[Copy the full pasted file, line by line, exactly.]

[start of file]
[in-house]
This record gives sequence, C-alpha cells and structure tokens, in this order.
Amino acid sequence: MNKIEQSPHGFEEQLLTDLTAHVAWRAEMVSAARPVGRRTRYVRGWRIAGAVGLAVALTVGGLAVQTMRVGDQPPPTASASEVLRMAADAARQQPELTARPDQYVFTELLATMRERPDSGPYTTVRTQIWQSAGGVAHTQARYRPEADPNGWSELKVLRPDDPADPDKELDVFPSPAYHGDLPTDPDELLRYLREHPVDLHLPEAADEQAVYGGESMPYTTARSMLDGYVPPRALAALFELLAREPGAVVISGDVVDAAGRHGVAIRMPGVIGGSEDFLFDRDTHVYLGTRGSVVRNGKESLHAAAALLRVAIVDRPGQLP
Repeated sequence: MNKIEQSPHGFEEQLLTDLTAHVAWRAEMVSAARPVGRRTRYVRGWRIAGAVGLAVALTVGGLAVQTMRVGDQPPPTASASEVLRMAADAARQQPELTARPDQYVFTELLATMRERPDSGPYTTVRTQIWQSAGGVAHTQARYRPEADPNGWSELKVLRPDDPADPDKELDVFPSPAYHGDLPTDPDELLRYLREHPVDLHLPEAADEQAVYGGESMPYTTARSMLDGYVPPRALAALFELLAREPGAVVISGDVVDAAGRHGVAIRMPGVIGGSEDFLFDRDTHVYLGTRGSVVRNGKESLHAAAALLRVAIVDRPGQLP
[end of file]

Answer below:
[in-house]
This record gives sequence, C-alpha cells and structure tokens, in this order.
Amino acid sequence: MNKIEQSPHGFEEQLLTDLTAHVAWRAEMVSAARPVGRRTRYVRGWRIAGAVGLAVALTVGGLAVQTMRVGDQPPPTASASEVLRMAADAARQQPELTARPDQYVFTELLATMRERPDSGPYTTVRTQIWQSAGGVAHTQARYRPEADPNGWSELKVLRPDDPADPDKELDVFPSPAYHGDLPTDPDELLRYLREHPVDLHLPEAADEQAVYGGESMPYTTARSMLDGYVPPRALAALFELLAREPGAVVISGDVVDAAGRHGVAIRMPGVIGGSEDFLFDRDTHVYLGTRGSVVRNGKESLHAAAALLRVAIVDRPGQLP
Repeated sequence: MNKIEQSPHGFEEQLLTDLTAHVAWRAEMVSAARPVGRRTRYVRGWRIAGAVGLAVALTVGGLAVQTMRVGDQPPPTASASEVLRMAADAARQQPELTARPDQYVFTELLATMRERPDSGPYTTVRTQIWQSAGGVAHTQARYRPEADPNGWSELKVLRPDDPADPDKELDVFPSPAYHGDLPTDPDELLRYLREHPVDLHLPEAADEQAVYGGESMPYTTARSMLDGYVPPRALAALFELLAREPGAVVISGDVVDAAGRHGVAIRMPGVIGGSEDFLFDRDTHVYLGTRGSVVRNGKESLHAAAALLRVAIVDRPGQLP